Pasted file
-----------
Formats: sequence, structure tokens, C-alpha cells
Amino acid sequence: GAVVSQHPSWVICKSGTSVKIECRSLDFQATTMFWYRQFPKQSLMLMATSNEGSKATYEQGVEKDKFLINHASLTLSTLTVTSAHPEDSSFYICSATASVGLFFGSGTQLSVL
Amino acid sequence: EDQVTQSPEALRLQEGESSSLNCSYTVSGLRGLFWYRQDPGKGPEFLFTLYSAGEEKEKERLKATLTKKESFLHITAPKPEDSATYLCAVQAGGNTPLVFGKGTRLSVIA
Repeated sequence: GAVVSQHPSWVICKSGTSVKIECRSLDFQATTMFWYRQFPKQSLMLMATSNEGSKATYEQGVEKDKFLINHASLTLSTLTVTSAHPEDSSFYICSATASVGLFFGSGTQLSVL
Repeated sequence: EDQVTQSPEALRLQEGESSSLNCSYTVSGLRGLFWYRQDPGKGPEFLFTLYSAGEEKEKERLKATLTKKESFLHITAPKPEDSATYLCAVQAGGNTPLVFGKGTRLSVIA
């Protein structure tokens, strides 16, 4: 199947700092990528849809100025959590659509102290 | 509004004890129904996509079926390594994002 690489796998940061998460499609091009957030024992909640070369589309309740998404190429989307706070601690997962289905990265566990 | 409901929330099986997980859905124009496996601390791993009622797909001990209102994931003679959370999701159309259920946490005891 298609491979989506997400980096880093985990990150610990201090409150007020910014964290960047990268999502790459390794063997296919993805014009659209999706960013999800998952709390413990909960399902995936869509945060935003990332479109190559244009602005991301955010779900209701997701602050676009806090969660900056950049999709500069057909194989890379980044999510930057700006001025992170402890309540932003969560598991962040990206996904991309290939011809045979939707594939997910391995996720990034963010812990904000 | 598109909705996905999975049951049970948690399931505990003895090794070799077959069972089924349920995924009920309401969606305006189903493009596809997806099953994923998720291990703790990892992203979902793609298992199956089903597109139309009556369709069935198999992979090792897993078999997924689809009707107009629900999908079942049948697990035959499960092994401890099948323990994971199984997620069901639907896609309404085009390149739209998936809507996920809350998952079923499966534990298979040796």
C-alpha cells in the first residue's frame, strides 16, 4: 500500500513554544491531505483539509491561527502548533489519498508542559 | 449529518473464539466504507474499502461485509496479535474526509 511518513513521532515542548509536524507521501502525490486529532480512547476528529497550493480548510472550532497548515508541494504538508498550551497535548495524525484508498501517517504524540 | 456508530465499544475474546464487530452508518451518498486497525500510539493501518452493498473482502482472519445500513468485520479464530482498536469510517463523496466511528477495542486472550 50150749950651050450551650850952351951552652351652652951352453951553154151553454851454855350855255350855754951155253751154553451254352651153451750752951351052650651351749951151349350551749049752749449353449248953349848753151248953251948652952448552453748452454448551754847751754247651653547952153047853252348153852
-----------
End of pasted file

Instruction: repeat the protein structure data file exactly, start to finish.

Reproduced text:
Formats: sequence, structure tokens, C-alpha cells
Amino acid sequence: GAVVSQHPSWVICKSGTSVKIECRSLDFQATTMFWYRQFPKQSLMLMATSNEGSKATYEQGVEKDKFLINHASLTLSTLTVTSAHPEDSSFYICSATASVGLFFGSGTQLSVL
Amino acid sequence: EDQVTQSPEALRLQEGESSSLNCSYTVSGLRGLFWYRQDPGKGPEFLFTLYSAGEEKEKERLKATLTKKESFLHITAPKPEDSATYLCAVQAGGNTPLVFGKGTRLSVIA
Repeated sequence: GAVVSQHPSWVICKSGTSVKIECRSLDFQATTMFWYRQFPKQSLMLMATSNEGSKATYEQGVEKDKFLINHASLTLSTLTVTSAHPEDSSFYICSATASVGLFFGSGTQLSVL
Repeated sequence: EDQVTQSPEALRLQEGESSSLNCSYTVSGLRGLFWYRQDPGKGPEFLFTLYSAGEEKEKERLKATLTKKESFLHITAPKPEDSATYLCAVQAGGNTPLVFGKGTRLSVIA
């Protein structure tokens, strides 16, 4: 199947700092990528849809100025959590659509102290 | 509004004890129904996509079926390594994002 690489796998940061998460499609091009957030024992909640070369589309309740998404190429989307706070601690997962289905990265566990 | 409901929330099986997980859905124009496996601390791993009622797909001990209102994931003679959370999701159309259920946490005891 298609491979989506997400980096880093985990990150610990201090409150007020910014964290960047990268999502790459390794063997296919993805014009659209999706960013999800998952709390413990909960399902995936869509945060935003990332479109190559244009602005991301955010779900209701997701602050676009806090969660900056950049999709500069057909194989890379980044999510930057700006001025992170402890309540932003969560598991962040990206996904991309290939011809045979939707594939997910391995996720990034963010812990904000 | 598109909705996905999975049951049970948690399931505990003895090794070799077959069972089924349920995924009920309401969606305006189903493009596809997806099953994923998720291990703790990892992203979902793609298992199956089903597109139309009556369709069935198999992979090792897993078999997924689809009707107009629900999908079942049948697990035959499960092994401890099948323990994971199984997620069901639907896609309404085009390149739209998936809507996920809350998952079923499966534990298979040796």
C-alpha cells in the first residue's frame, strides 16, 4: 500500500513554544491531505483539509491561527502548533489519498508542559 | 449529518473464539466504507474499502461485509496479535474526509 511518513513521532515542548509536524507521501502525490486529532480512547476528529497550493480548510472550532497548515508541494504538508498550551497535548495524525484508498501517517504524540 | 456508530465499544475474546464487530452508518451518498486497525500510539493501518452493498473482502482472519445500513468485520479464530482498536469510517463523496466511528477495542486472550 50150749950651050450551650850952351951552652351652652951352453951553154151553454851454855350855255350855754951155253751154553451254352651153451750752951351052650651351749951151349350551749049752749449353449248953349848753151248953251948652952448552453748452454448551754847751754247651653547952153047853252348153852